This chapter is concerned chiefly with magnetic field and the entire syllabus is covered under the following heads.

  • Magnetic field and Magnetic field lines
  • Magnetic field around a straight conductor carrying current
  • Magnetic field due to a current carrying circular coil
  • Magnetic field due to a current in a Solenoid
  • Electromagnet and permanent magnet
  • Force on a current carrying conductor in a magnetic field
  • Electric motor
  • Electromagnetic Induction.
  • Direct and Alternating Current
  • Electric Generator
  • Overloading and Short Circuiting.

Magnetic Compass: It is a compact of magnetic needle which is pivoted at the centre of a small brass box with glass top. It is used to (a) To find the magnetic north-south direction.(b) To find the direction of magnetic field at a place and (c) To test the polarity of a magnet.
Magnetic field: It is the space around a magnet in which the force of attraction or repulsion due to the magnet can be detected. It has both magnitude and direction.
Sources of magnetic fields : (i) Natural and artificial magnets (ii) Electro magnets (iii)A conductor, a coil and a solenoid carrying current. (iv) Earth.
Magnetic field lines: It is the curved paths along which the iron filings arrange
themselves due to the force acting on them in the magnetic field of the bar magnet.
Magnetic Flux: It is the number of magnetic lines of force passing through the given area.

Properties of Magnetic field lines:
(i) They start from the north pole of a magnet and end at its south pole (outside the magnet).
(ii) They are always normal to the surface of the magnet.
(iii) They are closed and continuous curve.
(iv) Two lines of force do not intersect one another. If they intersect at a point, it would mean that compass needle will point towards two directions at that point which are not possible.
(v) They come closer to one another near the poles of a magnet but they are widely separated at other places.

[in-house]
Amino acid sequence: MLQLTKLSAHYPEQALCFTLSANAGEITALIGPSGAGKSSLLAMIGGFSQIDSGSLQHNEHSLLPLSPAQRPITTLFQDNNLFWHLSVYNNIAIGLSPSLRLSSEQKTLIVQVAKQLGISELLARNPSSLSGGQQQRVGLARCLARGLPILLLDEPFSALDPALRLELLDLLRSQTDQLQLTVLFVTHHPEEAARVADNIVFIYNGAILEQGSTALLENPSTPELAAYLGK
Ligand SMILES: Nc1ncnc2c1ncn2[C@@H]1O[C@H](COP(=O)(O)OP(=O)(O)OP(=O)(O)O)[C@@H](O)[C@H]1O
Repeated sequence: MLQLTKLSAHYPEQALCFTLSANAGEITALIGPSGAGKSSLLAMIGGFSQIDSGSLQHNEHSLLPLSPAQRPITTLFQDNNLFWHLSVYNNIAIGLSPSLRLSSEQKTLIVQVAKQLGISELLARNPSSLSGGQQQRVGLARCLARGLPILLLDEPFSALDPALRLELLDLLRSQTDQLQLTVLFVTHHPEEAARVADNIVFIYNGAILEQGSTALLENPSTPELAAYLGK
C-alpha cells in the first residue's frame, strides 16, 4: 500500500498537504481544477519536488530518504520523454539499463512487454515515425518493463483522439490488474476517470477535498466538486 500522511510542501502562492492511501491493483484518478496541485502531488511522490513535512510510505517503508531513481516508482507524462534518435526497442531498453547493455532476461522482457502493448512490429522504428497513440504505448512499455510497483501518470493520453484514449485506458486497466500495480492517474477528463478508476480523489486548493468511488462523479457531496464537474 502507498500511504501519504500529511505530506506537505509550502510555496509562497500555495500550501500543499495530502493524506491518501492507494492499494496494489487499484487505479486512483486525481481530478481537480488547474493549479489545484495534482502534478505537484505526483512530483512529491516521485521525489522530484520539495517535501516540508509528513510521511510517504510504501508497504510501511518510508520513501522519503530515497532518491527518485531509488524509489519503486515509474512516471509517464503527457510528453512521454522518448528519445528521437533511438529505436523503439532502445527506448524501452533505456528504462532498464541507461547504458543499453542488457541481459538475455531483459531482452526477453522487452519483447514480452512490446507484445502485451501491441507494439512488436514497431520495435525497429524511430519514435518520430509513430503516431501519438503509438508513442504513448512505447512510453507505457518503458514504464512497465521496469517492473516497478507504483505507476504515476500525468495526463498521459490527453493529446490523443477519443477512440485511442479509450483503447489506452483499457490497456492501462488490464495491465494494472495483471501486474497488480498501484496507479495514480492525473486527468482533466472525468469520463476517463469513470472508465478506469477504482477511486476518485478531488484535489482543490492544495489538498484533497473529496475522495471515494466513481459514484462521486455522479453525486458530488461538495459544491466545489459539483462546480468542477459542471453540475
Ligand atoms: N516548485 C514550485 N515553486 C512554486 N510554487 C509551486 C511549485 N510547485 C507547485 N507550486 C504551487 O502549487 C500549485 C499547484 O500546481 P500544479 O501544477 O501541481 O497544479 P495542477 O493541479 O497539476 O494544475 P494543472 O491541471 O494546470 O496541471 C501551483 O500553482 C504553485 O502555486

Oersted observed that when a magnetic needle is brought near the current carrying conductor, he observed that it undergoes deflection and also observed that when the direction of current is reversed, direction of deflection is also reversed.
Observation: –
• The North Pole of the needle is deflected towards east when current flows from North to South.(Fig a)
• The North Pole of the needle is deflected towards the west when the current flows from South to North. ( Fig b)
• There is no deflection in the needle if no current is passed.

The direction of deflection is given by Ampere’s swimming rule.
Ampere’s swimming rule: –
Imagine a man swimming along the conductor, the direction of current is from feet to head, looking at the needle, and then the north pole of the needle is deflected towards his left hand.
Magnetic field around a straight conductor carrying current:-
The magnetic field around a current carrying straight conductor consists of concentric circles of magnetic lines of force lying in a plane, which is right angle to the current carrying conductor. The conductor acts as the centre of magnetic lines of force. These lines are crowded near the conductor and become farther apart as the distance from the conductor increases. This indicates magnetic field near the conductor is stronger and becomes weaker as the distance from the conductor increases.
The magnitude of magnetic field produced by a straight current carrying wire at a given point is:
(i) Directly proportional to the current passing in the wire, and (ii) Inversely proportional to the distance of that point from the wire.
Magnetic field (µo I) / (2 π r)
Where o = Permeability of free space (constant)
I = Current flowing through the wire
r = radius of the circular wire
The direction of magnetic field is given by right -Hand Thumb Rule.
* Diagram – Refer NCERT Text Book